As has been announced for a while, Google, Mozilla and Apple have been slowly dropping the trust level on certificates provided by WoSign / StartCom. This was primarily due to WoSign backdating certificates allowing people to continue to use SHA-1, a known insecure hashing algorithm.

Things are about to get real, with all certificates and any whitelisting that had been put in place by Google in their Chrome browser will become fully distrusted, according to Devon O'Brien, Chrome's security engineer.

"Beginning with Chrome 61, the whitelist will be removed, resulting in full distrust of the existing WoSign and StartCom root certificates and all certificates they have issued," O'Brien said. "Based on the Chromium Development Calendar, this change should be visible in the Chrome Dev channel in the coming weeks, the Chrome Beta channel around late July 2017, and will be released to Stable around mid September 2017."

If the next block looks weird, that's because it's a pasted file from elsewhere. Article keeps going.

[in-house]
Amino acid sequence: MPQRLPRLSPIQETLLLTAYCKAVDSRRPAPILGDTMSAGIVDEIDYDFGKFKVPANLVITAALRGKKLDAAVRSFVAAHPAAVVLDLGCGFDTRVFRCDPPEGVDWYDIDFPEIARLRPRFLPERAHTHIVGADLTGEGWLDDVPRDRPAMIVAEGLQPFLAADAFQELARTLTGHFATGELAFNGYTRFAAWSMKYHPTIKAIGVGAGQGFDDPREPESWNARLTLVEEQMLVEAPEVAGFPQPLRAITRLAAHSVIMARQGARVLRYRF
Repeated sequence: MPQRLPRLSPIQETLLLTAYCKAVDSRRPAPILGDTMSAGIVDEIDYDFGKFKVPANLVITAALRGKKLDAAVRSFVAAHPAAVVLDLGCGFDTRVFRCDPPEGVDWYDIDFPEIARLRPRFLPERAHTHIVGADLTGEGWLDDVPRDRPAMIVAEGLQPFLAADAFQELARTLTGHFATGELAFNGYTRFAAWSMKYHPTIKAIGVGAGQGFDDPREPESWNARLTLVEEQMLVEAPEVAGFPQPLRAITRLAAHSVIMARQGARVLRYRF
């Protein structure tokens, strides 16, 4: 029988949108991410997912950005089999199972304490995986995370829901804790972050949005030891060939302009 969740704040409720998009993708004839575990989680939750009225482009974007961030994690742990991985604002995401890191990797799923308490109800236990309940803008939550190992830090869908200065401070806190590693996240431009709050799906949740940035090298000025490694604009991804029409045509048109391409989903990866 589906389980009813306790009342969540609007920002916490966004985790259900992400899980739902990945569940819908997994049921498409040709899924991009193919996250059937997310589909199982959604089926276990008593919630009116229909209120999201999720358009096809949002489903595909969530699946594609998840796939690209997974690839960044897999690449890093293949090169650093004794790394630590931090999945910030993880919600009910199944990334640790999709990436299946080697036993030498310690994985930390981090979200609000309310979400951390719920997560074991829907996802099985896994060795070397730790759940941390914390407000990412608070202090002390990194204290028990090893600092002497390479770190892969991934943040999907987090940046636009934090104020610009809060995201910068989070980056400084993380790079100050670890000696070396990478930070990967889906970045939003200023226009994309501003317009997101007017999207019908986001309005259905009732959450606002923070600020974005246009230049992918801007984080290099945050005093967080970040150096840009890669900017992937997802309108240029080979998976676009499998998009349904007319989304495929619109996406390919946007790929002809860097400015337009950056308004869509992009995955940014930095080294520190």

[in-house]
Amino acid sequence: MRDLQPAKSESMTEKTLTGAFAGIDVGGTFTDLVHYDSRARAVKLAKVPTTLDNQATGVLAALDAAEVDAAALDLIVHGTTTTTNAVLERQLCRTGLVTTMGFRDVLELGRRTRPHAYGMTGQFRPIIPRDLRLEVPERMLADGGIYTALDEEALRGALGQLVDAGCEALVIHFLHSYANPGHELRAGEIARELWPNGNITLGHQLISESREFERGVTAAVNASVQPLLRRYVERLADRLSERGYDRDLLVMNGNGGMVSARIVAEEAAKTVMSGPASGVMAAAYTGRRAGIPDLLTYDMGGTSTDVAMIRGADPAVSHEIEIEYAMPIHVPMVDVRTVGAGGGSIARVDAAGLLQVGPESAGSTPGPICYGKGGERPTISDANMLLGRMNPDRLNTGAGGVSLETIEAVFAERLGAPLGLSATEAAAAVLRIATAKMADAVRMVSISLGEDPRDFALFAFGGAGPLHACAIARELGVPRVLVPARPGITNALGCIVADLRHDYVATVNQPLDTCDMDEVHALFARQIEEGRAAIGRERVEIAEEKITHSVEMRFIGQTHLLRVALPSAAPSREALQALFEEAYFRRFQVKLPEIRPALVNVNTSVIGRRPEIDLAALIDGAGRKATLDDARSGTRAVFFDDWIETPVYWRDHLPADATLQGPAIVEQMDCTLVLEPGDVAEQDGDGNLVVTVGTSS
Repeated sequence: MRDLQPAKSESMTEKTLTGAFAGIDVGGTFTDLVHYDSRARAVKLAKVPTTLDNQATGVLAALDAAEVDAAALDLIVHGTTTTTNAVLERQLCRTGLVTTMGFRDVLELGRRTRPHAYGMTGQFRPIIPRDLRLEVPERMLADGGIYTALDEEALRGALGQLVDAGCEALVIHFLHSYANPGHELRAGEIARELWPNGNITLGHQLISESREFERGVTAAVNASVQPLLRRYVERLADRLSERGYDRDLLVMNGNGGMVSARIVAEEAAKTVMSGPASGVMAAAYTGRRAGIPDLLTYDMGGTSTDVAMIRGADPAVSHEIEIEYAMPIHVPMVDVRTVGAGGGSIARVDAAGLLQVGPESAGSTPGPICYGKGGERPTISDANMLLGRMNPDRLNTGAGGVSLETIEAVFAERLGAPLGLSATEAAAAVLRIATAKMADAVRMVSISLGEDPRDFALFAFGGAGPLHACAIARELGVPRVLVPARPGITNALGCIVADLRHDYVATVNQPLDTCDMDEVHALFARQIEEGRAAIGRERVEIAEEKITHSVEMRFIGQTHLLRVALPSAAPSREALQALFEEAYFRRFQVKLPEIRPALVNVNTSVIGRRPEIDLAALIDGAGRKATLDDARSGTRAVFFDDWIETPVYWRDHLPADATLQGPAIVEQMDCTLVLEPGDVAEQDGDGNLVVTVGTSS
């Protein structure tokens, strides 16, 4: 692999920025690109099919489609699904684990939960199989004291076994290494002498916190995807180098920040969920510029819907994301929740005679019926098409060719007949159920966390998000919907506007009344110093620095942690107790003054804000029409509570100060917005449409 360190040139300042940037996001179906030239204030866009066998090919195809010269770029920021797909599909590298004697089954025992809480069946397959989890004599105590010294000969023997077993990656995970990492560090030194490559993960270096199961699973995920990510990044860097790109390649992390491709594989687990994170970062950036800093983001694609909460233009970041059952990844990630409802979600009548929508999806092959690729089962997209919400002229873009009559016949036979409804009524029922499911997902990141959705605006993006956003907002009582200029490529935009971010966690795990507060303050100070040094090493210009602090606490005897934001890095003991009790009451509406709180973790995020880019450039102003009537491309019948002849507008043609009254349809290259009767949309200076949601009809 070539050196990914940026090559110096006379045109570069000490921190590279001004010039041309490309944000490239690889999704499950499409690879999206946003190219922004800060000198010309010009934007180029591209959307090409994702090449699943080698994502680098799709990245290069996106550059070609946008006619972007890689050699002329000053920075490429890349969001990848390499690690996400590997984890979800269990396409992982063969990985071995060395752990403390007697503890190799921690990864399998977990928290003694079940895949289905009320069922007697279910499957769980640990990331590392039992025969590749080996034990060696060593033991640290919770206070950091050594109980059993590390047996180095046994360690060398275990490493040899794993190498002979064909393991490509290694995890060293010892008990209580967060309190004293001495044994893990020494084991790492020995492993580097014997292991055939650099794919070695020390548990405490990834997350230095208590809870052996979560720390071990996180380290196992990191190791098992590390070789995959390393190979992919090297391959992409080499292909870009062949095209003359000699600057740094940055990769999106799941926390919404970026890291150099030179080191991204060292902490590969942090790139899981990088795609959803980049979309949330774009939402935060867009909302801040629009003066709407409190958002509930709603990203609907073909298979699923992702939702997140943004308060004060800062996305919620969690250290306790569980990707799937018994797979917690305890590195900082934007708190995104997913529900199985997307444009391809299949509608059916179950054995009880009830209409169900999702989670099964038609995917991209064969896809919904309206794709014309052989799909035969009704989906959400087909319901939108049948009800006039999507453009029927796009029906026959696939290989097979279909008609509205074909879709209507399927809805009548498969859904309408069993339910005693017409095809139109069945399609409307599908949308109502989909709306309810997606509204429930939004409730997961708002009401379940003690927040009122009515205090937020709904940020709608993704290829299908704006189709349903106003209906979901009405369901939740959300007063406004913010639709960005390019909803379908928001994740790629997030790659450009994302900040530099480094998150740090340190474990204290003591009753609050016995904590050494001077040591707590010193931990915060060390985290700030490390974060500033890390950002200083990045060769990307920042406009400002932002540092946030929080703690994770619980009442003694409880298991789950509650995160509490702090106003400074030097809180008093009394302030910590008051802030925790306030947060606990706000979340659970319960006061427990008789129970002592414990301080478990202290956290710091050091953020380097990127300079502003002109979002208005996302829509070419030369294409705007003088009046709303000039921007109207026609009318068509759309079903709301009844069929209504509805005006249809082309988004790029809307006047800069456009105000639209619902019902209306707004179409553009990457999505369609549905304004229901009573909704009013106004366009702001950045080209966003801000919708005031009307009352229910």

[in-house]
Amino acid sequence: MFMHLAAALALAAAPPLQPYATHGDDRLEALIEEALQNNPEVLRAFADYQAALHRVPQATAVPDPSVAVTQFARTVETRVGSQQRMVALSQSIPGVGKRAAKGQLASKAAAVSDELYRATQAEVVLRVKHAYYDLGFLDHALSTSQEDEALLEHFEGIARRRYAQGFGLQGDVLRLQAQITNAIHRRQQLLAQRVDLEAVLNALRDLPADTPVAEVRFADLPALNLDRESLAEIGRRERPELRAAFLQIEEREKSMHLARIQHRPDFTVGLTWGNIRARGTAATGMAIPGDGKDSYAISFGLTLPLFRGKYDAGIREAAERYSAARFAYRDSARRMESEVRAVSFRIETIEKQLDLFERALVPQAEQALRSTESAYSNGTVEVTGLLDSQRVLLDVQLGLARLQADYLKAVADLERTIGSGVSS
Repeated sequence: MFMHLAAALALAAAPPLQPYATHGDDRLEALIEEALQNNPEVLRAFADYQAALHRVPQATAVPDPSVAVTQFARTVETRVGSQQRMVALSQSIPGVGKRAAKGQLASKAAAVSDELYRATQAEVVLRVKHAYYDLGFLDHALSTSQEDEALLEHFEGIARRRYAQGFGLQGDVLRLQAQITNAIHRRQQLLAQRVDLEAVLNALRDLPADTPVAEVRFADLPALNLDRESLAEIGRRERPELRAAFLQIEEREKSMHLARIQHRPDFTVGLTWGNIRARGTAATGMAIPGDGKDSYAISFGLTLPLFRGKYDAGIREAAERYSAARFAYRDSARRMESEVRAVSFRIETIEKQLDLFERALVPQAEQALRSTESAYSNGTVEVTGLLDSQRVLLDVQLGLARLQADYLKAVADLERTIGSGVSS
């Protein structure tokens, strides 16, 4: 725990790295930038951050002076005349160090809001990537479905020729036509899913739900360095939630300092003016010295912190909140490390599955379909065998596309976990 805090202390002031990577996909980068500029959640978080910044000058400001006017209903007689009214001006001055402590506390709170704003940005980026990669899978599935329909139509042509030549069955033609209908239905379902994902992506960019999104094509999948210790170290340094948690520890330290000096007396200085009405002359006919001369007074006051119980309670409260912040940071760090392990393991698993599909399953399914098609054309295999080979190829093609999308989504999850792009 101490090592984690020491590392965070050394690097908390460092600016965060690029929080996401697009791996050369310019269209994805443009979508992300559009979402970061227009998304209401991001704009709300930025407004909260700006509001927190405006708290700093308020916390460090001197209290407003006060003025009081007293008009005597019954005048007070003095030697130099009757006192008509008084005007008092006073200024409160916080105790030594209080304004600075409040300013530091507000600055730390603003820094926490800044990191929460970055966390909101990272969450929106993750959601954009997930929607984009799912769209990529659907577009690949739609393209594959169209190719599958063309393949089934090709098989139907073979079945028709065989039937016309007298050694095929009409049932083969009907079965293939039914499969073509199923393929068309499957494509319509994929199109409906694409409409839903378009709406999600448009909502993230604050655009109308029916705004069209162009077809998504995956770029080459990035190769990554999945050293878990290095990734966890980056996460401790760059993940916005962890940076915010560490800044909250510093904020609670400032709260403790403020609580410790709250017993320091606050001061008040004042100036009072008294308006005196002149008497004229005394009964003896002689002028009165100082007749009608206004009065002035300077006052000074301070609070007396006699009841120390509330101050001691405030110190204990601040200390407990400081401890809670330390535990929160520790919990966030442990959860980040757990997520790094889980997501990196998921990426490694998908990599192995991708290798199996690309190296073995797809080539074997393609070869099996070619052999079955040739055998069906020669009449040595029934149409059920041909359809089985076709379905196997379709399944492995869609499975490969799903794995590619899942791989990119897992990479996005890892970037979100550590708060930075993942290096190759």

O'Brien advised sites still using certificates issued by WoSign / StartCom to "consider replacing these certificates as a matter of urgency to minimize disruption for Chrome users."

Downgrade Yubioath Desktop from 4.x to 3.1.0 for Linux

Posted on 06 April 2017 – 3 minute read

I love my Yubikey Neo and use it many, many times daily on all 3 platforms (Linux, Mac and Windows). My primary OSes are Linux for my personal Lenovo laptop and my work-issued Macbook Pro. I recently upgraded Yubioath Desktop on my Linux box running Linux Mint to v4.0.1. This upgrade touted an improved user-interface amongst other fixes and improvements.. woohoo I thought to myself as although the previous version (3.1.0) was a fair improvement over 3.0.x, it wasn't without its issues.